That wasn’t because he was smarter than me, or dealt with the trauma any better than me.  Here’s the truth.  Mr. Jacobson didn’t like him.  Joe was ADHD and never a serious student like the rest of us, so Mr. Jacobson was happy for an excuse to throw him out.  I, on the other hand, was a just the kind of studious, happy, church-going kid that he wanted at his school.  So I was allowed to keep attending school and graduate.  It was so unfair.

I picked up another picture from the floor, one of our junior class, of all the people who had been my best friends throughout the years.  But even though I loved all of them, (I did, really) Joe, Annemarie, and Fred always had a special place in my heart.  Now Fred thought I hated him. (which if I’m honest, I did a little.  And Joe definitely did)  Joe and I hadn’t talked. (which was all my fault.  I really hated myself for showing him judgement when he needed love)  And Annemarie…

Blinking back the tears, I thought about how much I missed all of them (so much that it physically hurt).  Right then I made a decision.  I pulled out my phone with shaking hands, and for the first time in over a year, I texted Joe.  Coming to the graduation party tonight?

            Because even though I didn’t know if he would come or not (or if he would even read a message from me) I knew that we all needed each other more than ever now.

Fred

I didn’t go home after graduation.  I just took off and roamed the city without telling anyone where I was going.  My family didn’t call, so they must have known where I was, or at least that I wanted to be alone.  I had only done this once.  Last year.

As I walked around the park by myself, still wearing my graduation outfit, I thought over everything that happened, down to the last detail.  I remembered how Principal Jacobson stood in front of the room.  I remembered how we were all still talking and laughing then, since we didn’t know what he was going to say.  I remembered someone wondering where she was, then me feeling relieved she wasn’t there.  I remembered hating myself for that later.

But most of all I remembered what it felt like when Principal Jacobson announced the news.  All of the sudden the whole world started sobbing and screaming, but I just sat there, feeling like I had been run over by an eighteen wheeler.  I didn’t know if I should feel loss, pain, guilt, or indifference.  I felt all of them but the last one.

Then after that day at school, I just wandered around the city, not sure where I was going or where I came from.  For the first time in my life, I didn’t do any of my homework assignments, but no one noticed, because pretty much no one did homework that whole week.  What they did notice was that one day later, I started doing my homework again.  I was actually probably the first person in my class to start doing homework again.  And I started doing more homework than ever before.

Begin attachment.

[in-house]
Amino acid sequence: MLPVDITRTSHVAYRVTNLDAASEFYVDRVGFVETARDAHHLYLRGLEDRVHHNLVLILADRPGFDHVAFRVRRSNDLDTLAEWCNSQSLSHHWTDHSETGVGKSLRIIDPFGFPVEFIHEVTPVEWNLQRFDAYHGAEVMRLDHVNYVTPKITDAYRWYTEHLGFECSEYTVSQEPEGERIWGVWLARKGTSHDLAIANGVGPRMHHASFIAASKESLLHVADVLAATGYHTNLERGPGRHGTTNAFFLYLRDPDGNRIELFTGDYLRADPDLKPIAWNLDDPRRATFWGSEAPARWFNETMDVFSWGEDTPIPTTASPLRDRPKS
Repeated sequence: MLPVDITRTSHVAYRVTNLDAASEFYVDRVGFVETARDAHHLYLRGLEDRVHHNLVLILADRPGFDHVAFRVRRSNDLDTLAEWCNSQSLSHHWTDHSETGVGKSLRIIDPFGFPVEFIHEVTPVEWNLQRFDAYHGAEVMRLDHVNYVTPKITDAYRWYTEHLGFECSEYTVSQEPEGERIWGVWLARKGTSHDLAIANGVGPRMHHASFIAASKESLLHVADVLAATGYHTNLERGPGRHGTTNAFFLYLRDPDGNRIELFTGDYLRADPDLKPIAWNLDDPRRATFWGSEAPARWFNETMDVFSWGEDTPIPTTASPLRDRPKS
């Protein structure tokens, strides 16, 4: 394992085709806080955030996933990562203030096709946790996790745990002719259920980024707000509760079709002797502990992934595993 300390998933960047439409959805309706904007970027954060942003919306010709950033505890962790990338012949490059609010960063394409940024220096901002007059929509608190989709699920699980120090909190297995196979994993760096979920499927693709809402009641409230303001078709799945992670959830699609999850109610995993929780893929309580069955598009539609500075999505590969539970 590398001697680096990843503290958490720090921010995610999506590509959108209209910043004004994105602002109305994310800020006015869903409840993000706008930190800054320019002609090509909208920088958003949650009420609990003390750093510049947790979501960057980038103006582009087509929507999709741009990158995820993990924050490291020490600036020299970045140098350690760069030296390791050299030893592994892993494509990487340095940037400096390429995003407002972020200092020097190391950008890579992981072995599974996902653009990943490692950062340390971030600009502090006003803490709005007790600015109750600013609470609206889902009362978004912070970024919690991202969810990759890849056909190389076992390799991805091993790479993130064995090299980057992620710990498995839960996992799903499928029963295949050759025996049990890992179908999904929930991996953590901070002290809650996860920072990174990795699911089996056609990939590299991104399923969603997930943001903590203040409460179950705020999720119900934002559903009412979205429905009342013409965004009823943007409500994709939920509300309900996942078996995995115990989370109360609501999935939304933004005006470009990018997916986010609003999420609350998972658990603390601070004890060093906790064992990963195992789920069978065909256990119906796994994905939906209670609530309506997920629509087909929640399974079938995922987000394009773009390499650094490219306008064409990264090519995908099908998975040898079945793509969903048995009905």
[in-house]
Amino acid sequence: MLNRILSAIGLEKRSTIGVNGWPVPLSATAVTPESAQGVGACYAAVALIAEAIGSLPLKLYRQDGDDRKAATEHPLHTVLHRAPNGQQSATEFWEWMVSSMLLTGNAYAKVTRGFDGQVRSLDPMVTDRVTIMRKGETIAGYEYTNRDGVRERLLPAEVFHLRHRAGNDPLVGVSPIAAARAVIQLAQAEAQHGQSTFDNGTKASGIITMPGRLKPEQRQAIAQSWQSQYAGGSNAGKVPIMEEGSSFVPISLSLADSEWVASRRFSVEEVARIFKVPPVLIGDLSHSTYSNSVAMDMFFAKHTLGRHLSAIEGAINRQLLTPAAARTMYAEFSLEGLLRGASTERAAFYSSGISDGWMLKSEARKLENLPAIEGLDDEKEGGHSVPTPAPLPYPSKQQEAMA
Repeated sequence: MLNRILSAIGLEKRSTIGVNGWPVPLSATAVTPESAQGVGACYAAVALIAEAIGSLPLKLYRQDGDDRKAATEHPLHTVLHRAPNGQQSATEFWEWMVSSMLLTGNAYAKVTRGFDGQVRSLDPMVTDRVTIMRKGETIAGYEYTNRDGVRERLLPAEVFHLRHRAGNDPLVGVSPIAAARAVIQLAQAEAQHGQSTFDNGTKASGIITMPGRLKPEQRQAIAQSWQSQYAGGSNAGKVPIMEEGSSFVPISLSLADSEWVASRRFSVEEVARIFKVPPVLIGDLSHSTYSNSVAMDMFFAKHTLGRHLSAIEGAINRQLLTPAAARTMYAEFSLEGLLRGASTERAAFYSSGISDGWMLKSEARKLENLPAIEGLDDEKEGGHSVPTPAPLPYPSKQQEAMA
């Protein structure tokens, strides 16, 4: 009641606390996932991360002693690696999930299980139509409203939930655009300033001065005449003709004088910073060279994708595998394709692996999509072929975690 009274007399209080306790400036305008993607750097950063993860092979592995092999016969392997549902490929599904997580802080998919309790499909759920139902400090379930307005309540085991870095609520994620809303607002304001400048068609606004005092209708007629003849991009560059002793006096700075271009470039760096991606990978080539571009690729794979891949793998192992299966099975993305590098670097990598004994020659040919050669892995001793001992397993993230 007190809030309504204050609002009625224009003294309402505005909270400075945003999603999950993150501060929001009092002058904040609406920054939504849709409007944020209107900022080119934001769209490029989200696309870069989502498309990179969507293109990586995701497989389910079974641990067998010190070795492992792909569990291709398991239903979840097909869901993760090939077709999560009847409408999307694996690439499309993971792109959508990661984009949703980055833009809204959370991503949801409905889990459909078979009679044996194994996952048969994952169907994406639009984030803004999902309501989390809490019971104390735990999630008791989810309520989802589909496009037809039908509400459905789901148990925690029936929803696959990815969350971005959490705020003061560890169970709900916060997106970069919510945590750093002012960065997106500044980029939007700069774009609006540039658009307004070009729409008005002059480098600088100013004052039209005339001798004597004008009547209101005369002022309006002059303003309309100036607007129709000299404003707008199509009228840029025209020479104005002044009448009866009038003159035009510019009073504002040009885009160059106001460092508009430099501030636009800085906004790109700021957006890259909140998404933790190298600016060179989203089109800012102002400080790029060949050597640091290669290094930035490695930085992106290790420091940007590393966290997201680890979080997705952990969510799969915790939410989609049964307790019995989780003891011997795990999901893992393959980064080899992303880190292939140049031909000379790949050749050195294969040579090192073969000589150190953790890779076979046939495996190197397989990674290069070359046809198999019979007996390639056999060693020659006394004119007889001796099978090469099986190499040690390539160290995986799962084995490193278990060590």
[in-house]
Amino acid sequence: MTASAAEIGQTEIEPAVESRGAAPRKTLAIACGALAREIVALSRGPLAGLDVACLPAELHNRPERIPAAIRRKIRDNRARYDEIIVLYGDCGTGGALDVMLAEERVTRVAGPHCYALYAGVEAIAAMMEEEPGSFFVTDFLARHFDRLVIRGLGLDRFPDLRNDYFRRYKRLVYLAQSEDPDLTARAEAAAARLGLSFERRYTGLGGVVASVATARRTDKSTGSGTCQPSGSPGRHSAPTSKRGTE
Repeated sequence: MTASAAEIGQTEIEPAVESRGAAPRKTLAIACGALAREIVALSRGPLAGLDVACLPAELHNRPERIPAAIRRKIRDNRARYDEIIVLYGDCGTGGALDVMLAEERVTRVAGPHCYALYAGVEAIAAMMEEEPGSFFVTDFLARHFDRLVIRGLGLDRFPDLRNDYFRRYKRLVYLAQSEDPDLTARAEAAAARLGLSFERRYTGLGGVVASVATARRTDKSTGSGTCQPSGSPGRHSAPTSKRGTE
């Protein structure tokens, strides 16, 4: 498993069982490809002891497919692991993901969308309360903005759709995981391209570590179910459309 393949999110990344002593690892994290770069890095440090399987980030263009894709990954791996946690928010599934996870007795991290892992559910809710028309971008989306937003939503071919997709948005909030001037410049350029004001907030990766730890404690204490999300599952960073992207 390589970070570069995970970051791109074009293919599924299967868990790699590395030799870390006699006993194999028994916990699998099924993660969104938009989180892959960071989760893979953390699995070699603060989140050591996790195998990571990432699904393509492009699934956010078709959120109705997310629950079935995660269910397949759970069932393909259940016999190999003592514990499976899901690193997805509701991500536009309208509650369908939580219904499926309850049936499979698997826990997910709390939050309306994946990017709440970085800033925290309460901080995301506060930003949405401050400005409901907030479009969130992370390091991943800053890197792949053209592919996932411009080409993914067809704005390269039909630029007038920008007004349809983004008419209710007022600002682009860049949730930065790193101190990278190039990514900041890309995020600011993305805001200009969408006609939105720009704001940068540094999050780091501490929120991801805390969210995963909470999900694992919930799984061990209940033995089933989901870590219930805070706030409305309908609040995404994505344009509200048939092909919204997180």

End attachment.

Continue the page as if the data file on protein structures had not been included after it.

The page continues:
Everyone thought that I did homework because I didn’t feel as upset as the others.  That wasn’t true.  I did homework because I felt as upset as the others.  I just dealt with it differently.  Even though I always played it cool and made jokes about having senioritis, I almost never stopped working.  It numbed the pain, somehow, and I thought I was accomplishing something.

Now that I was walking through the city again just like last year, I saw that I had accomplished nothing.

Annemarie

Here’s the awful truth about what happened last year.

            Here’s the tragedy that tore the world apart and took me away.  That revealed the dark side of everyone I know.  That perhaps showed our lovely school community for what it was.

            I died.

            The world piled on pain after pain, shoveled on shame, and tore away everyone I trusted.  Until I decided it wasn’t worth it.  Nothing could make me live through another day.  I was through.

            So I killed myself.

            I had no pills or poison, so this is what I did: One day after school, when no one was home, I went to my kitchen and took the biggest knife.  Then I locked myself in the bathroom.  And I cut.  I cut one smooth line across my left wrist.  For good measure, to speed the process, I cut the other.

            And I watched my life pour out.

            I left the world

            Drop

            By

            Drop.

            Now I was a ghost, watching from above.

Author’s  note: I don’t believe in ghosts haunting places.  I’m not sure if I believe in people watching us from Heaven, as happens in this story.  I just used it for the sake of the story.

Graduation Day– Ghost

So the story continues.  Part one is here and part two is here.  Or, you can read on without reading the prequels if you like.  This week’s episode is a little shorter.

Fred

I stepped up to the podium, holding on to my robe to hide my shaking hands.  Meeting the eyes of the audience, I cleared my throat.  They all stared at me with unblinking eyes, waiting for me to deliver my grand valedictorian speech so they could wipe their eyes, clap, and go home.